- B vitamins are essential for the functioning of the muscular system; without them, the regenerative processes in the muscles and nerves slow down. Vitamins of this group are called neurotropic for a reason; they take an active part in restoring the functions of nerve fibers and maintaining their normal functioning. In particular, vitamins B1 (benfotiamine) and B6 (pyridoxine) are essential.
- In addition, with myopathy, you need to take vitamin E, calcium, and other elements necessary for musculoskeletal tissue.
Neurologists and orthopedic traumatologists treat myopathy and, if necessary, a cardiologist. To be successful in treatment, you need to make a timely diagnosis. Since the disease develops mainly in childhood and adolescence, the responsibility for timely access to a doctor and adequate treatment lies, of course, with the parents.
What to do with muscle atrophy after an injury?
Unlike myopathy, muscle atrophy caused by temporary immobility does not progress. Muscle work is restored, if not in full, then in a significant amount (depending on the age and physical condition of the person), but this requires some effort.
Moderate physical activity is prescribed, often using simulators to restore muscles after a forced restriction of movement. Massages, physiotherapy exercises, and swimming have a positive effect. The provision of the body plays an essential role with the nutrients necessary for the restoration of muscle activity.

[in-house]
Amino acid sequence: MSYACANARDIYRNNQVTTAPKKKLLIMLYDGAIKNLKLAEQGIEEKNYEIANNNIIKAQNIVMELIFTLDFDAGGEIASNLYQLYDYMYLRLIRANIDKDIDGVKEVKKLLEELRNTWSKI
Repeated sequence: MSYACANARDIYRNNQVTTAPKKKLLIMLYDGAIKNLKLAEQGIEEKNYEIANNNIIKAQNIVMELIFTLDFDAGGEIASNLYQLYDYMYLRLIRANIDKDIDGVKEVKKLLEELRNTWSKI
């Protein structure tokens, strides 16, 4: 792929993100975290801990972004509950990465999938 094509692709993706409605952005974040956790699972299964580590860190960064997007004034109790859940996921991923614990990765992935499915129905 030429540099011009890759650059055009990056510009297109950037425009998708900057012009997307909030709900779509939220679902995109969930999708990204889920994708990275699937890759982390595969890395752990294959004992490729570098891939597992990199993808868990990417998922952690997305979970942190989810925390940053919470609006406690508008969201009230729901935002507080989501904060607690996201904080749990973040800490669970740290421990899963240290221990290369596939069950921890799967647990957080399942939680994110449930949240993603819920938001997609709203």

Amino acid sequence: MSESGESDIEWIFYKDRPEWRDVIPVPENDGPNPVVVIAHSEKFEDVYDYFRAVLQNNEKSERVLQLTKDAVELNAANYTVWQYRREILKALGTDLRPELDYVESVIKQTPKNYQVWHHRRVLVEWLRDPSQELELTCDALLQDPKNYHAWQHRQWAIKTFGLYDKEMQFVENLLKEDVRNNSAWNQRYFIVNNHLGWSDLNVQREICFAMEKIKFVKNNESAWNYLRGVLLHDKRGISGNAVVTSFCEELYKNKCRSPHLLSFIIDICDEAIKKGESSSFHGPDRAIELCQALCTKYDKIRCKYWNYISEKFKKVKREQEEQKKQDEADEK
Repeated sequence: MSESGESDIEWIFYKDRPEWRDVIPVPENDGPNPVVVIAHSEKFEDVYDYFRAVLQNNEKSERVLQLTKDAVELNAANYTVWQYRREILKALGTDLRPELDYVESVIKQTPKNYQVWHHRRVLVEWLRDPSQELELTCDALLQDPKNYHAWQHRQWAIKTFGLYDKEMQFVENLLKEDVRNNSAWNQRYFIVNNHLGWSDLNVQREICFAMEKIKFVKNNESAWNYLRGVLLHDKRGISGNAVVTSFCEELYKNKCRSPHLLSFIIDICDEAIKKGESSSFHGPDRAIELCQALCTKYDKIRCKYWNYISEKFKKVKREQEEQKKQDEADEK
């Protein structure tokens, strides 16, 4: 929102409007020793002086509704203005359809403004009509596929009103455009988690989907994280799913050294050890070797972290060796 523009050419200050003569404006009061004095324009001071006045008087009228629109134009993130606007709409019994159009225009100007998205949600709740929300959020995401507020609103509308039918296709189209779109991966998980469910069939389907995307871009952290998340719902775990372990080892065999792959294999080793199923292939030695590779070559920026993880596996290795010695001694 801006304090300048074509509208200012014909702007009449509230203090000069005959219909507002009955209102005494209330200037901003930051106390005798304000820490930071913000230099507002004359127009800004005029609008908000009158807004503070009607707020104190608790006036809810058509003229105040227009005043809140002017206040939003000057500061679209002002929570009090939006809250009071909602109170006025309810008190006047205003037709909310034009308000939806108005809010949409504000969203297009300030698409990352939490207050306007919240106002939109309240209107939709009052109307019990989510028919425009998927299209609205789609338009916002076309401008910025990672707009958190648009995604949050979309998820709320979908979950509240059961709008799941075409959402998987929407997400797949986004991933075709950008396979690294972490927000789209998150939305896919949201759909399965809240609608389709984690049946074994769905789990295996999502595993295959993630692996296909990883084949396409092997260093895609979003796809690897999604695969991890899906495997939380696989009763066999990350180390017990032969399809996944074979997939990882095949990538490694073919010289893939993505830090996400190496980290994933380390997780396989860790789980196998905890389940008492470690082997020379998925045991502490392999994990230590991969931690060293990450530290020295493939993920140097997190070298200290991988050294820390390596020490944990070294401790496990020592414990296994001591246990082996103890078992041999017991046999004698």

Myopathy begins with the appearance of slight muscle weakness in the limbs. Fatigue occurs faster when walking or during other exercise than it was before the onset of the disease. It becomes more difficult for such people to overcome long distances, so they often have to take short rest breaks to continue their journey with renewed vigor. Further, muscle atrophy joins the growing weakness due to which deformities of the limbs appear. As a rule, atrophic changes are observed in the proximal (which are closer to the body) parts of the arms and legs, making the distal extremities appear hypertrophied. This phenomenon is called pseudohypertrophy. With the progression of muscle weakness, it becomes difficult to jump, run, and climb stairs.
The characteristic appearance of the patient with myopathy is gradually formed:
- pterygoid scapula
- drooping shoulders
- bulging forward abdomen and enhanced lumbar lordosis, due to which the so-called wasp waist is formed.
Moreover, a duck gait is observed (movement is accompanied by swinging to the sides).
Myopathies can be accompanied by damage to facial muscles. It is possible to suspect the involvement of facial muscles in the pathological process when a person cannot stretch their lips with a tube, puff out their cheeks, frown or smile. The development of dysarthria accompanies the defeat of the circular muscle of the mouth due to the difficulty in pronouncing vowel sounds. Dysarthria itself denotes a speech disorder expressed in the difficult pronunciation of some words, individual sounds, syllables, or distorted pronunciation.
The defeat of the respiratory muscles is accompanied by impaired ventilation of the lungs, leading to congestive pneumonia. This form of pneumonia is one of the most severe along the course, is difficult to treat, and quickly leads to respiratory failure.
There is also evidence of the possibility of damage to the heart muscle. In this case, cardiomyopathy develops, which leads to the development of heart failure.